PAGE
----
Net of Dreams: A Family's Search for a Rightful Place


Lilly Rapaport was a young woman in Czechoslovakia when she and her parents were taken away in cattle cars; her refusal to give in to despair sustained her through the loss of her parents and brother, privation in a work camp, and relocation to Prague, where she met her future husband, Sanyi Salamon, a doctor who had been sent to Dachau for treating an injured partisan. But The Net of Dreams is not a Holocaust story; rather, it is about how Julie's father and his extraordinary wife end up in the American ...
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The Net of Dreams: A Family's Search for a Rightful Place

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Lilly Rapaport was a young woman in Czechoslovakia when she and her parents were taken away in cattle cars; her refusal to give in to despair sustained her through the loss of her parents and brother, privation in a work camp, and relocation to Prague, where she met her future husband, Sanyi Salamon, a doctor who had been sent to Dachau for treating an injured partisan. But The Net of Dreams is not a Holocaust story; rather, it is about how Julie's father and his extraordinary wife end up in the American heartland - Seaman, Ohio, to be exact - and how that journey comes to define what we are as a country and who we are as a people. It's about growing up with a mother who has an undying faith that everything will turn out for the best but who keeps half-eaten sandwiches in her purse just in case. It's about adoring your father while wondering about the "other" family he never, ever talked about - his first wife and child, who were sent to a separate concentration camp and certain death. And it's about being a daughter of the only Jewish family in a town so remote that anti-Semitism isn't even an issue, enjoying close social ties while feeling conscious of one's differentness. And as Salamon raises her own children, she comes to understand what her parents felt - the love for one's children that is so great that one wants to protect them even from the past.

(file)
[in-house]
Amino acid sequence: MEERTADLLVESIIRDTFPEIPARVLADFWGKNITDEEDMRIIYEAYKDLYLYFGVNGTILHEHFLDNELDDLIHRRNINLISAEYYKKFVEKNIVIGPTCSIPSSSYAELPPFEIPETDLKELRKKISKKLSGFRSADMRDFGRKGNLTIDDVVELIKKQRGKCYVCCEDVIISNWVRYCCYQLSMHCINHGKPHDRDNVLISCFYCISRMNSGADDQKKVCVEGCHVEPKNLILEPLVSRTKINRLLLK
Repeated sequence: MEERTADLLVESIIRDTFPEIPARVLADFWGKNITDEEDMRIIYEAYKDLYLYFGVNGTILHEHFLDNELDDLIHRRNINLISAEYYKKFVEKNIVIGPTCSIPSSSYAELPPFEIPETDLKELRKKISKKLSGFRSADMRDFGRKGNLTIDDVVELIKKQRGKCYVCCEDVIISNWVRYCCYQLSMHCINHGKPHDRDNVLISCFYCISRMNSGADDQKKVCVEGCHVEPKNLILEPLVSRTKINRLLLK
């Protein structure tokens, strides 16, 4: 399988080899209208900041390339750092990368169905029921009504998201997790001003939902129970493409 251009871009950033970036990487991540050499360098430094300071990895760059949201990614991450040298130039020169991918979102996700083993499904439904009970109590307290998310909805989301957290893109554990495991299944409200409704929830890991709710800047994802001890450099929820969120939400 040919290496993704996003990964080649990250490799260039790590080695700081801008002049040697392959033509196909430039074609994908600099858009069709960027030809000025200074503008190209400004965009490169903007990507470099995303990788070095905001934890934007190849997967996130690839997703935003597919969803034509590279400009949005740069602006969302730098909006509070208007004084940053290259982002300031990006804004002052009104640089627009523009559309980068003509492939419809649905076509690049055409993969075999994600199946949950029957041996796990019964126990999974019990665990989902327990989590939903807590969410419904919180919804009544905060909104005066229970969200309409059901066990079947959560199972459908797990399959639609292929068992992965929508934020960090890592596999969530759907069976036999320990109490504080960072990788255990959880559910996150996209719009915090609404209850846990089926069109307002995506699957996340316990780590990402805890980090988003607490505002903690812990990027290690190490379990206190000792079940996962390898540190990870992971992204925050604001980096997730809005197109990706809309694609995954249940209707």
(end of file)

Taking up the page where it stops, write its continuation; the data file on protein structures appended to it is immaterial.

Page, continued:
Salamon's last book, The Devil's Candy, was a wonderfully telling book about Hollywood. This, too, is a wonderfully telling book, but quite different. In 1993 Salamon interviewed Steven Spielberg on the set of Schindler's List in Poland. In tow was her mother Lilly, who survived Auschwitz. Lilly remembers little of the camp, though she recalls that Mengele was a handsome man. As Salamon writes, "dropped into madness, she adjusted to madness." In her life afterward, Lilly was indomitably optimistic. She and her husband-a survivor of Dachau-established their family in the Midwest. There they were a continent and a culture away from a past that nevertheless seeped into their relentlessly American present. Her parents' ultimate triumph is that they achieved ordinariness. Salamon movingly evokes their courage in this extraordinary memoir.

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Editorial Reviews

Jewish Book World
Memoir, by a child of Holocaust survivors, of Jewish efforts to rebuild their lives in post-Holocaust america. Although a work of non-fiction, Salomon writes with a novelist's flair for description of people, places, and events that surround the tragic family background that her parents experienced.
Jim Paul